I like modern cryptography. I quite understand some bits of it, since I had an excellent university course on that, and while the rest feels pretty magic, these are my thoughts that should be understood by anyone.

My general opinion is that encryption is a mistake in most cases, but digital signatures make true sense to me, and I will focus on them.

If someone gives you much data, they know more than you.

This is true especially for big integer numbers. Remember RSA? This is the (still widely used) encryption algorithm that assumes that while it is trivial to know n = pq when you know two primes p and q, it is really unlikely and/or computationally expensive to guess p and q from n.

If someone tells you n, you cannot tell at first whether they know p or q. You should assume that they might know more than you and thus be able to do extra mathematical operations.

This has been called several names, my favorite being ‘backdoored (or trapdoored) primes’.

If someone is unfair, they can pretend to be fair

This costs them nothing. If they can decide whether to be fair or unfair, behaving fair does not mean anything. As all the stock exchanges repeat over and over: Past performance is not indicative of future results.

If many trust you, you are more trustworthy

Remember not to treat it number-wise, though. I only mean that if people of set X trust you, you are strictly more trustworthy than someone trusted only by a strict subset of X.


This is a cryptographic group derived from a nothing-up-my-sleeve number, and it has been widely suggested as a replacement for NIST’s P-256, which is at least a bit smelly.

It has been adopted by browsers for key exchange, but it still has no (browser) support in certificates, even though it is widely (for real, I mean widely) considered the best available asymmetric cryptographic system.

Security Risk Ahead?

I saw the website securityriskahead.eu when someone pasted a link to it on an IRC channel.

It talks many empty words about the EU (European Union) wanting to mandate QWACs (Qualified website authentication certificates, whatever that means) for websites.

What I think they mean (nobody told me this! the entire text below is speculations of course: do your own research, because I did not have enough time for mine) is that the EU wants to sneak in a backdoor for the law enforcement to be able to do universal MITM (man-in-the-middle) attacks (i.e. impersonate any website you can think of, and therefore potentially steal your credentials). I will later explain how I arrived at this conclusion.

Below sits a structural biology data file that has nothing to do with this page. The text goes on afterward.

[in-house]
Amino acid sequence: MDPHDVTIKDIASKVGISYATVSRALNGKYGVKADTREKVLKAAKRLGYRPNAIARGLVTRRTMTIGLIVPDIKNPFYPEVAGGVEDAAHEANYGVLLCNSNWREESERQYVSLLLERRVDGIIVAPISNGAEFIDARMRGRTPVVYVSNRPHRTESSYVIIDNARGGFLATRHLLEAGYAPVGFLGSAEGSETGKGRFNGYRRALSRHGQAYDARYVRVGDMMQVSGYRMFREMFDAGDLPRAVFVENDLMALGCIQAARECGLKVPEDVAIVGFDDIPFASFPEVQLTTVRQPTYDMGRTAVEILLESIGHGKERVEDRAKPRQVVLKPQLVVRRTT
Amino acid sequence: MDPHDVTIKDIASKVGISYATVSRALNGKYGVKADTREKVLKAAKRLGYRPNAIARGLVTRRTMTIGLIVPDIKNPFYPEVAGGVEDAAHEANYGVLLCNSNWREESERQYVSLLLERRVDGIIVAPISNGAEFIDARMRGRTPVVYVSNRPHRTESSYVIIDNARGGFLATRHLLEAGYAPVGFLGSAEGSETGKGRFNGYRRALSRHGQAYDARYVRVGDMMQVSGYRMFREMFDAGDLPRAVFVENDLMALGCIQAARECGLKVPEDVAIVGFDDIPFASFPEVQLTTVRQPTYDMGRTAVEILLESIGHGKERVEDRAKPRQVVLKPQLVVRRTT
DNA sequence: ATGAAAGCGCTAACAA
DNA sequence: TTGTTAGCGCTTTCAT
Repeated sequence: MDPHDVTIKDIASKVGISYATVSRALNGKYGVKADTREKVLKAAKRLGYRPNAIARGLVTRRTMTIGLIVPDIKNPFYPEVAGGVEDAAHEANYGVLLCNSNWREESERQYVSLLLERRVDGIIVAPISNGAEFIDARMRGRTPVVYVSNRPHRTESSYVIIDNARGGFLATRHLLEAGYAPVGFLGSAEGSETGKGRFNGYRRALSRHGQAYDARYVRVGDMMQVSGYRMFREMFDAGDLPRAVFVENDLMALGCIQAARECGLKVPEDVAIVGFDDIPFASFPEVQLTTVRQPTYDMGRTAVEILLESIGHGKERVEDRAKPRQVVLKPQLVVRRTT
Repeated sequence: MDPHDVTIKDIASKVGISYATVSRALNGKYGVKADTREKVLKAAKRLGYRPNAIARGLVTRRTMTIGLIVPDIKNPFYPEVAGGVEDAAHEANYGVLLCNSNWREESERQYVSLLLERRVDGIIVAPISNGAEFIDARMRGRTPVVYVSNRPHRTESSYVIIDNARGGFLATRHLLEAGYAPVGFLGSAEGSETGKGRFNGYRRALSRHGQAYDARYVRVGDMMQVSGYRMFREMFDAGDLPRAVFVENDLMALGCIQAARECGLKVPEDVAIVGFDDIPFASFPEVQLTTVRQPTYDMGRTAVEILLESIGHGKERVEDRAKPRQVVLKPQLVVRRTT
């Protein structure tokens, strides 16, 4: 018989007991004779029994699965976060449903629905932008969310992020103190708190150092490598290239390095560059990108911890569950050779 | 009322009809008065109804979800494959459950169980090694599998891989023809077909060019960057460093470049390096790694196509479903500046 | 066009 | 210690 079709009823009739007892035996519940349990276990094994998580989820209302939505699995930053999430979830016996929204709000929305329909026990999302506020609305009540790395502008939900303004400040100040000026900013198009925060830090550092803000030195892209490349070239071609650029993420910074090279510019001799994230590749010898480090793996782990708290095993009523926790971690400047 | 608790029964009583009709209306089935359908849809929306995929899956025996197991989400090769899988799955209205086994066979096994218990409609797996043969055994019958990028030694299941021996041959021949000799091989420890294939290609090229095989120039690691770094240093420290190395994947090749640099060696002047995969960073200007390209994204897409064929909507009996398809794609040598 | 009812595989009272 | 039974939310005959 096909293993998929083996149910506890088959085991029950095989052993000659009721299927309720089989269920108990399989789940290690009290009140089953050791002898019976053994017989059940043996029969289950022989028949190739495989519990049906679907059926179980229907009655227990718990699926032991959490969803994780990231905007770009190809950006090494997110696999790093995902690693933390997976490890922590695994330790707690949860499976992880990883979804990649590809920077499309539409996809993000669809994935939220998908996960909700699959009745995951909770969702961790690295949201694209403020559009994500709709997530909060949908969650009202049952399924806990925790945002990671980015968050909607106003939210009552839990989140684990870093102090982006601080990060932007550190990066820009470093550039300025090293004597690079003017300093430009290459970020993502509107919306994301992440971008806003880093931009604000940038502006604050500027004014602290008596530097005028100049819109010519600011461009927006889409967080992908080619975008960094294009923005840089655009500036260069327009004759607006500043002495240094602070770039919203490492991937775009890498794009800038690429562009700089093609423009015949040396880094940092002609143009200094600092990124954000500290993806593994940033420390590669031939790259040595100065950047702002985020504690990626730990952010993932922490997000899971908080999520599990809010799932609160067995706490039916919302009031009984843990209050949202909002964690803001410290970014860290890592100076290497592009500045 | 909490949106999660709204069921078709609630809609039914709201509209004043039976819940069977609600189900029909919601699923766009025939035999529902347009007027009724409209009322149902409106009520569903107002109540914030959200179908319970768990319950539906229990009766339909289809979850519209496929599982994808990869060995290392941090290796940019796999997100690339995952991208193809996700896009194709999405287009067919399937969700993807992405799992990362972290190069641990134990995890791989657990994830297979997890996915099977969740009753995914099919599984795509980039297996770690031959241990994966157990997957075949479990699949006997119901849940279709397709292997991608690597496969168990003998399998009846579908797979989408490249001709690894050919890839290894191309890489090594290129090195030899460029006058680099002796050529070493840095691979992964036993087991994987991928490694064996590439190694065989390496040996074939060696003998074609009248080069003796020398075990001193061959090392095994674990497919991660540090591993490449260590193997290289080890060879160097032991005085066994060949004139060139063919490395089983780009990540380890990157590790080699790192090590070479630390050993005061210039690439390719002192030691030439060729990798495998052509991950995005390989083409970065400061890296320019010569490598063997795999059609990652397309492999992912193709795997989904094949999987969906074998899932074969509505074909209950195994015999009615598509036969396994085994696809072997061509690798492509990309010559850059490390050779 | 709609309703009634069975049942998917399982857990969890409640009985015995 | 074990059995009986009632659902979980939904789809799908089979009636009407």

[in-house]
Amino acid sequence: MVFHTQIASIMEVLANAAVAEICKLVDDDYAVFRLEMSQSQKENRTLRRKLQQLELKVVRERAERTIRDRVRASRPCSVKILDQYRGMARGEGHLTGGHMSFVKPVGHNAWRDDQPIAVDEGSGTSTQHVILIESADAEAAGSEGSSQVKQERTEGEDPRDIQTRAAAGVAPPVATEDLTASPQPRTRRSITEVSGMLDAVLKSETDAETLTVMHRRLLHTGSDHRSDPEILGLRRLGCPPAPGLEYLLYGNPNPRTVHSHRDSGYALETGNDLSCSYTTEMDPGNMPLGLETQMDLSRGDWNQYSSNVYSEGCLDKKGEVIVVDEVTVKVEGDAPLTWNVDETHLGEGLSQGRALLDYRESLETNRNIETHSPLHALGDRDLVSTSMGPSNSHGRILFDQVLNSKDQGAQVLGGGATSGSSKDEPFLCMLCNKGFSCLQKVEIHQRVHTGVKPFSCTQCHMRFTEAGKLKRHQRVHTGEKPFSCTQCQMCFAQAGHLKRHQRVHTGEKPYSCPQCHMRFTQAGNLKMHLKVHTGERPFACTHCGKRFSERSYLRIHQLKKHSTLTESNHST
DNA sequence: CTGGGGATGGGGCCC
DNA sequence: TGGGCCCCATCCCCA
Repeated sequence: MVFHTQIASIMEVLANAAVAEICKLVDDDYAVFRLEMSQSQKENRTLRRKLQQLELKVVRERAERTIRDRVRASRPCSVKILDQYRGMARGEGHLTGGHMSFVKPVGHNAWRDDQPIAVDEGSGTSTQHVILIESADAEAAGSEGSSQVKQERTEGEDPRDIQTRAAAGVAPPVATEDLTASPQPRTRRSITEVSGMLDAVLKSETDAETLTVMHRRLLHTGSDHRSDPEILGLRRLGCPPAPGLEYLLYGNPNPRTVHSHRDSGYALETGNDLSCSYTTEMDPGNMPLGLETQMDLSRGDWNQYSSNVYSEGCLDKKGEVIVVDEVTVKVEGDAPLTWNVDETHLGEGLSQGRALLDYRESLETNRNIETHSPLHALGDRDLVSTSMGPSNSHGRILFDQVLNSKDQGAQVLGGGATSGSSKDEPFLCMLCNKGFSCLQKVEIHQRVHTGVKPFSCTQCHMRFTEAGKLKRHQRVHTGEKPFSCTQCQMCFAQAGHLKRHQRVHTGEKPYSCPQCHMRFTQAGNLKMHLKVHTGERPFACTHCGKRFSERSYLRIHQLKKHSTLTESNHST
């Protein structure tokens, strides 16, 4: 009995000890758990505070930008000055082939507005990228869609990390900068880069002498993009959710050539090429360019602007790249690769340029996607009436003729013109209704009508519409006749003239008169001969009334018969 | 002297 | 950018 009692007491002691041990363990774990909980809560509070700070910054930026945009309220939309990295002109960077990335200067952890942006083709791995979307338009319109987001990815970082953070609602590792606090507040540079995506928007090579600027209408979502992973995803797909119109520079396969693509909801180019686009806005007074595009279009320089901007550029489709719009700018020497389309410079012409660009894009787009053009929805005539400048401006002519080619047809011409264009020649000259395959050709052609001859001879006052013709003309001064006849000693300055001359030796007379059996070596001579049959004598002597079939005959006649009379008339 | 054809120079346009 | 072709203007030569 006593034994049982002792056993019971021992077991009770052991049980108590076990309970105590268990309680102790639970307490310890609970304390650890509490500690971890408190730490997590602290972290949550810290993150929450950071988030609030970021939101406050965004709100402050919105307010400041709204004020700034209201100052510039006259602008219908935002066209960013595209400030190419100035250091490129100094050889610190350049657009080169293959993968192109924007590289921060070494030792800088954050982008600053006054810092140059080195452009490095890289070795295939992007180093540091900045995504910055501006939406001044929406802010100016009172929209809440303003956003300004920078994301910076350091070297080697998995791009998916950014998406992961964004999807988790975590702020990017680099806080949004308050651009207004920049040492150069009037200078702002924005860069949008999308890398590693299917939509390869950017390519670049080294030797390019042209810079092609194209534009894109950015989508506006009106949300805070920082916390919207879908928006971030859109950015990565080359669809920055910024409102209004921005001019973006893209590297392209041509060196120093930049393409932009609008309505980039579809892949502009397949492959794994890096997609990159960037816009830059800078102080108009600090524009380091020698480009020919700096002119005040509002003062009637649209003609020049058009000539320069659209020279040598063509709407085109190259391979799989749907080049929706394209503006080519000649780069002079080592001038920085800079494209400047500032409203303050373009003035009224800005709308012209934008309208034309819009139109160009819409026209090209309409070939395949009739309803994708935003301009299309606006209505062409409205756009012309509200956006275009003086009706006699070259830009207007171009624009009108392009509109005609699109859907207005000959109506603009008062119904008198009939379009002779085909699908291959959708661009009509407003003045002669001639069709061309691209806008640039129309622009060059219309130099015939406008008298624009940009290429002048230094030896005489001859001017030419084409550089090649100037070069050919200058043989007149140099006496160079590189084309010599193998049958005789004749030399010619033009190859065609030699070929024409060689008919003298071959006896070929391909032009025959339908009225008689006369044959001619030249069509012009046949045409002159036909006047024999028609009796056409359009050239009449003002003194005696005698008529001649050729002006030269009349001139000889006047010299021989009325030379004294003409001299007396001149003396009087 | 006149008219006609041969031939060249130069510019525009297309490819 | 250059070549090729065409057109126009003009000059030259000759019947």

This is made possible by the fundamental design flaw in X.509 / WebPKI. What the draft law says is pretty much ’every website must present a QWAC to EU citizens’. Which, in itself, should be harmless. You would get an extra guarantee from the QWAC (whatever it is) if you trust it, and if you don’t, it would just use some minor extra bandwidth.

The design flaw

X.509 / WebPKI is a standard that specifies the format of certificate chains. It has been established by the CA/B (Certification Authority/Browser forum) tens of years ago. It mandates that every certificate is signed either by another certificate, or by itself. Self-signed certificates can be generated by anyone and therefore do not guarantee anything (like the n=pq example above), but assuming you trust their owners to only certify mindfully, it becomes a Trusted CA (Certification Authority). Every other certificate can be certified only by a single CA, which is fundamentally broken.

Think of it as being able to only have one bank account (or e-mail account) at a time. The format simply does not have any way to express the fact that a single certificate is considered valid by both entity A and entity B. You have to choose either the former or the latter. This leads to monopolization, since if you are setting up a website, and you want to choose a CA, you choose one of those supported by all major browsers. You cannot combine one that is only supported by Firefox with a one that is supported only by Ghrome. So becoming a new CA involves convincing every single browser to add your cert to its root CA bundle (often called the root CA zoo), BEFORE you even get your first CSR (certificate signing request) from a potential client.

How it allows for sneaky MITM

Since the EU wants every website to be verified by a QWAC (again, no matter what it actually is), the websites would have no option but to sign their certificates with a QWAC only. This in turn means that the browser vendors cannot revoke a QWAC if it is misused, because “trusting it” is the only way to access the website. Or they can revoke it, but the QWAC that comes next is bound to be misused again in the same exact way.

Either way, mandating QWACs sounds like a heavily bad idea, but it is only because of how utterly broken the X.509 / WebPKI format currently is.